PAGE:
You may already be aware of my penchant for deliberately creeping myself out from time to time. As luck would have it, Alec is away on yet another business trip, I’m alone in our home, and I’ve just discovered the Dionaea House.

At this point I should salvage some dignity by saying my reason for linking it here isn’t actually because I find it that scary, but I definitely enjoyed the read, and based on the fun discussion that took place in the comments for my scary movie entry it seems that some of you might like it too. It’s good even if you’ve already read House of Leaves but I guess better if you haven’t.

If you’re not big into scary movies but have a literary interest in innovative Internet-based narratives, it’s also worth reading. I know Blair Witch did it first, but the technique hasn’t got old for me yet. (Also linked here for sake of completeness – Ted’s Caving Page.)

Mahjong Would Have Made More Sense

My addictions to computer games have always blatantly arisen as methods of escaping my true priorities and lapsed once I no longer have important things to be skiving. After each year’s university exams Dope Wars never seemed as riveting as I thought it was when studying land law had been the alternative. My addiction to Stars also turned out inversely proportional to the amount of civil procedure rules I had to finish studying. I only play Wordy when I’m struggling with a blog entry but can’t get it right. I’m always most successful at World Of Goo when I should be watering the plants, doing my ironing, or cleaning the house instead.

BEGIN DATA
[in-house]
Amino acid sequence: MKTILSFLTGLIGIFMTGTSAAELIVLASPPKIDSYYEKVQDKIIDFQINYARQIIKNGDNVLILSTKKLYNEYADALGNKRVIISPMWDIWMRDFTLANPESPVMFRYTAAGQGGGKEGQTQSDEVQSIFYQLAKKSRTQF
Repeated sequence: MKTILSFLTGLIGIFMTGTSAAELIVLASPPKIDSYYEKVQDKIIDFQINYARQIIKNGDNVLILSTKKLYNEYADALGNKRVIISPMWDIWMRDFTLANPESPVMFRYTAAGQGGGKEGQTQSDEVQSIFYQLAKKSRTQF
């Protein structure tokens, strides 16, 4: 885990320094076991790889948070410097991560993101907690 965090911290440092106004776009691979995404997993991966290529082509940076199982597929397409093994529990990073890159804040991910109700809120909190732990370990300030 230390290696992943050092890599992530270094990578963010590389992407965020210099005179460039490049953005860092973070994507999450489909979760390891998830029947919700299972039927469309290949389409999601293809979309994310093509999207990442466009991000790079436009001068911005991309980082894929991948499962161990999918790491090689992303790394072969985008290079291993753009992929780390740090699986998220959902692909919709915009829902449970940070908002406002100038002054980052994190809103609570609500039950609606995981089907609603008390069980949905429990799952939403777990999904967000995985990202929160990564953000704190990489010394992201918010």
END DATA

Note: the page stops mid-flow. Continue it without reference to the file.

So why, on the first day of Chinese New Year, when I could be napping off the huge buffet lunch I just enjoyed with my family, or planning our upcoming trip to California (YAY!), or savouring The Brief Wondrous Life of Oscar Wao, am I playing Sirtet nonstop??!!

Elizabeth Eckford’s America